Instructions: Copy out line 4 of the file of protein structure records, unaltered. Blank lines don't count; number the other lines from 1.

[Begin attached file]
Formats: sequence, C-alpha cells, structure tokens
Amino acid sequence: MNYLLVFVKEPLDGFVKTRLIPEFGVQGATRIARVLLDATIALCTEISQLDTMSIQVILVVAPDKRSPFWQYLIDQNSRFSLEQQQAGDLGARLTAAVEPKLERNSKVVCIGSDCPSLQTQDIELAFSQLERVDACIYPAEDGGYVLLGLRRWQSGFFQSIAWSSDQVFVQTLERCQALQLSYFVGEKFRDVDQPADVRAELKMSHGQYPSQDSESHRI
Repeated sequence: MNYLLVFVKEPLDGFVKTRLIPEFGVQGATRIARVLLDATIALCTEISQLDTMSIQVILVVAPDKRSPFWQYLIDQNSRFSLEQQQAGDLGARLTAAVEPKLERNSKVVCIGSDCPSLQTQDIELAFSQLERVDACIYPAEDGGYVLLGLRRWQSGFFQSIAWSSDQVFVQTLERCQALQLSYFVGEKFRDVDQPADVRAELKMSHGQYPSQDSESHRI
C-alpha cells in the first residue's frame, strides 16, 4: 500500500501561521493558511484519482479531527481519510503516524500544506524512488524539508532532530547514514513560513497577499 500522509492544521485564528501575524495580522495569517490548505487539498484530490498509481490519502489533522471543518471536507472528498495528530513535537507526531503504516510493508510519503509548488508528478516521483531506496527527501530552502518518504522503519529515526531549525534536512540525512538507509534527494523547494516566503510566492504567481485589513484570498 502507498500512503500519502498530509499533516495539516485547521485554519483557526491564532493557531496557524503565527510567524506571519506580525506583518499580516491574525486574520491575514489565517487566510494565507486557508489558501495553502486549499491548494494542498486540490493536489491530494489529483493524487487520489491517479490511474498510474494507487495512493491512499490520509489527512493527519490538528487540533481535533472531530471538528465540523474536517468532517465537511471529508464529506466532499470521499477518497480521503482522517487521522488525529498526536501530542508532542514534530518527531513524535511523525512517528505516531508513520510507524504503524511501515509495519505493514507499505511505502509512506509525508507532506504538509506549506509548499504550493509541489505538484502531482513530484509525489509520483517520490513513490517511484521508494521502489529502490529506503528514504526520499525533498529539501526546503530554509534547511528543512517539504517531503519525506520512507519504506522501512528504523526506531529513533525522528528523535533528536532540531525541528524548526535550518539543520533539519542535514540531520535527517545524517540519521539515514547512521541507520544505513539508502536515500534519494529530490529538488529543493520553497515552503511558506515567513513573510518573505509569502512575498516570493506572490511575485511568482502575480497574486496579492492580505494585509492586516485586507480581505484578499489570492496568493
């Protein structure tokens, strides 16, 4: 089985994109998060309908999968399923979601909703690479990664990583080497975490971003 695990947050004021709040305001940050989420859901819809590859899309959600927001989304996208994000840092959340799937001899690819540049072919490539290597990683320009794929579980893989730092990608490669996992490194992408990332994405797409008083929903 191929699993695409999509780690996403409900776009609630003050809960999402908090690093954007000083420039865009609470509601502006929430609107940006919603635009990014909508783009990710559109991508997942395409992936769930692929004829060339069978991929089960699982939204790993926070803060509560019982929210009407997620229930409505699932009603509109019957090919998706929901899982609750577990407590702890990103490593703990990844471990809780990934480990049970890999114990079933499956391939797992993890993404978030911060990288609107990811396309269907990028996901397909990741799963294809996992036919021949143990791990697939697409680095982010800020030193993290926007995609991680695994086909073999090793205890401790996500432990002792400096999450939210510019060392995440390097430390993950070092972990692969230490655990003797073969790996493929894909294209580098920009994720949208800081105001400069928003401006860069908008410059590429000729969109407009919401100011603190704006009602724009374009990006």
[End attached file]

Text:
C-alpha cells in the first residue's frame, strides 16, 4: 500500500501561521493558511484519482479531527481519510503516524500544506524512488524539508532532530547514514513560513497577499 500522509492544521485564528501575524495580522495569517490548505487539498484530490498509481490519502489533522471543518471536507472528498495528530513535537507526531503504516510493508510519503509548488508528478516521483531506496527527501530552502518518504522503519529515526531549525534536512540525512538507509534527494523547494516566503510566492504567481485589513484570498 502507498500512503500519502498530509499533516495539516485547521485554519483557526491564532493557531496557524503565527510567524506571519506580525506583518499580516491574525486574520491575514489565517487566510494565507486557508489558501495553502486549499491548494494542498486540490493536489491530494489529483493524487487520489491517479490511474498510474494507487495512493491512499490520509489527512493527519490538528487540533481535533472531530471538528465540523474536517468532517465537511471529508464529506466532499470521499477518497480521503482522517487521522488525529498526536501530542508532542514534530518527531513524535511523525512517528505516531508513520510507524504503524511501515509495519505493514507499505511505502509512506509525508507532506504538509506549506509548499504550493509541489505538484502531482513530484509525489509520483517520490513513490517511484521508494521502489529502490529506503528514504526520499525533498529539501526546503530554509534547511528543512517539504517531503519525506520512507519504506522501512528504523526506531529513533525522528528523535533528536532540531525541528524548526535550518539543520533539519542535514540531520535527517545524517540519521539515514547512521541507520544505513539508502536515500534519494529530490529538488529543493520553497515552503511558506515567513513573510518573505509569502512575498516570493506572490511575485511568482502575480497574486496579492492580505494585509492586516485586507480581505484578499489570492496568493